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Links 1 through 10 of 354 by Wayne Marshall tagged internet

'In this second of a two-part series on selling contemporary African beats to colonial Europe, Lloyd Gedye explores the power relationships in these trafficking circles, and what it means for the artists and the scene. Just who benefits from feeding Europe’s dance floors?'

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Christina Xu tracks the surprising peregrinations of a Sao Paolo funk song through Thailand & Cambodia

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Mike Steyels on the latest Harlem dance to make the rounds, including this bit on the role of "social media": "Youtube and Soundcloud are how the sound is spread, even among those in the scene.:

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'The first record to carry the genre-tag "Jersey Club" was Tameil's 2001 Dat Butt EP, released on then-label Anthrax. In the early 2000s, Newark-based Club crowds tired of traditional New York house and turned to Baltimore's rhythmically aggressive, more hip-hop-friendly take, which made the tracks more accessible to younger audiences. … And it was amid the racks of the store [Music Liberated] that Tameil had originally met the icons of the Baltimore sound, the innovators who fused Miami Bass, house, breakbeat, and hip-hop into a frenetic, drum-laden dance music for the city: DJs like Rod Lee (“Dance My Pain Away”), DJ Technics (“Party People”), Scottie B (co-founder of Unruly Records), DJ Booman, KW Griff, and Jimmy Jones of the Doo Dew Kidz. …time is proving that younger innovators have more options. The Internet is now their Music Liberated: Soundcloud mixes, YouTube dance instructionals, and free, downloadable EPs have spawned an entirely new generation of producers.'

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'Abstract: Mashups, also known as bootlegs or bastard pop, epitomize current changes in the production of, and interaction with, popular culture. Mashup artists utilize computer technology to remix and reshape the culture around them, and to build and maintain community. By looking at the history of the mashup genre, the dispersed nature of the mashup community, the production techniques used by mashup producers, and the impacts of copyright law, this article demonstrates that the mashup genre and the worldwide community of its fans and producers are on the cutting edge of popular music, technology, and copyright. '

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jon caramanica on asap yams (& rocky): "Much of what you hear in Rocky — a fully assimilated take on hip-hop styles from across the country and from across time periods — can be traced back to Yams, who spent his formative years studying the genre, then learning how to transmit his taste to others. Hip-hop has long been obsessed with fealty to a specific place and time, and Yams’s vision of the genre as an open house, not a fortress, qualifies as a radical one. …

The Tumblr was entertainment, a map of modern hip-hop taste, and, for Yams, also a strategic gambit, “a setup.” Using Tumblr, a blogging platform that allows easy sharing of content, was a conscious choice: “It’s like advertisement.” He was building a reputation as an online tastemaker, spotlighting up-and-coming artists and advocating for a taste level that would be receptive to Rocky’s sound when it was unleashed."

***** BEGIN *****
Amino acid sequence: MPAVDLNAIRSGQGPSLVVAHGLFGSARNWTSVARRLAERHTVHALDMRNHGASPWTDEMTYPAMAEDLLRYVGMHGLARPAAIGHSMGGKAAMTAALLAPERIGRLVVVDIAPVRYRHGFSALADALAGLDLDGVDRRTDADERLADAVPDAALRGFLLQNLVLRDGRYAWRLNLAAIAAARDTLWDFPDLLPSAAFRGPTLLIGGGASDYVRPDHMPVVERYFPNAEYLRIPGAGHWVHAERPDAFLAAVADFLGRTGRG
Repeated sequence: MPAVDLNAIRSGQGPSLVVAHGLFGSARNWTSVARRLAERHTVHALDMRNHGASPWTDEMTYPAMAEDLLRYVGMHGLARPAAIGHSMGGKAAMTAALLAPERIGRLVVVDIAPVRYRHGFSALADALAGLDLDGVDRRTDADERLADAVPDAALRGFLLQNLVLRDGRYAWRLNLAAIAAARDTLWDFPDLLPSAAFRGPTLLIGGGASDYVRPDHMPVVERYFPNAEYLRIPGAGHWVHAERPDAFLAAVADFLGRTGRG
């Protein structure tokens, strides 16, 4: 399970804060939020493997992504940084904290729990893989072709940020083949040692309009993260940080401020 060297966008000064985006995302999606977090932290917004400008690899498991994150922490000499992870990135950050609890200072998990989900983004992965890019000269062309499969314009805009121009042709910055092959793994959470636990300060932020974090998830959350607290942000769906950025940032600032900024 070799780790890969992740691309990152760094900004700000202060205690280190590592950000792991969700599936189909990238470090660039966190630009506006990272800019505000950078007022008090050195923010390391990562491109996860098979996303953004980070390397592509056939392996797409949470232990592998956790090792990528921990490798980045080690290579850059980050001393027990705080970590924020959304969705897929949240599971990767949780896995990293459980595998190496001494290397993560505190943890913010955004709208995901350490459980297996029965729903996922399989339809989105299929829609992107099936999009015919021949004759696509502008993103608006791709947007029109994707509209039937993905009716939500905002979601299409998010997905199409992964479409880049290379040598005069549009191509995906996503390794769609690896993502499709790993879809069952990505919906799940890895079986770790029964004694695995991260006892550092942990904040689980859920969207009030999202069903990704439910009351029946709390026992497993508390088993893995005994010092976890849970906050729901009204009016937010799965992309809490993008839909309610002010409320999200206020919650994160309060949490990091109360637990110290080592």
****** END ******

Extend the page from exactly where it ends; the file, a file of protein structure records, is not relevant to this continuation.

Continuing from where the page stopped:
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noz on today's rap metrics:

'During the decade or so that followed [Efil4zaggin], rap record sales were a reasonably accurate reflection of its core audience's taste (for better or worse). Sales had become a conduit for the interests of listeners who were historically underrepresented in the mainstream media. Even when the press and industry ignored grassroots stars-- usually of the regional or gangsta disposition-- the numbers spoke for themselves.

These days, rap album sales still dominate the conversation amongst the more dedicated fans of the genre. Major sites report first week numbers as if they're box scores, and fans violently hurl SoundScan data amongst one another and back @rappers via Twitter. A strong first-week outing can define the popular perception of an artist's relevance, a weak one can instantly destroy a career. The only problem is: Sales don't matter anymore. At all.'

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'Figo has found a way to make his songs feel like more than a musical aside, influenced by predecessors like Ahmed Adaweya, a musician who gained widespread fame in the 1970s for a sweaty, roughneck shaabi (meaning literally, “of the people”) sung in an Egyptian dialect as opposed to elegant Arabic. At 20, Figo has bypassed his predecessors and their reliance on traditional musicality, and showed Egypt what it can sound like to make music with nothing but a computer. About six years ago, Figo began searching “how to make beats” on YouTube. He doesn’t speak English, so studying screenshots had to suffice, and he began making songs that kept with the anti-sentimental and ultra-local attitude of shaabi while electrifying it with imported genres like hip-hop and techno.'

'the rugged baladi rhythms, ever popular at weddings, shed their folksy connotations when programmed on drum machines.'

''Like many Egyptians, Shawka hears this latest development in shaabi…as nothing but unskilled noise

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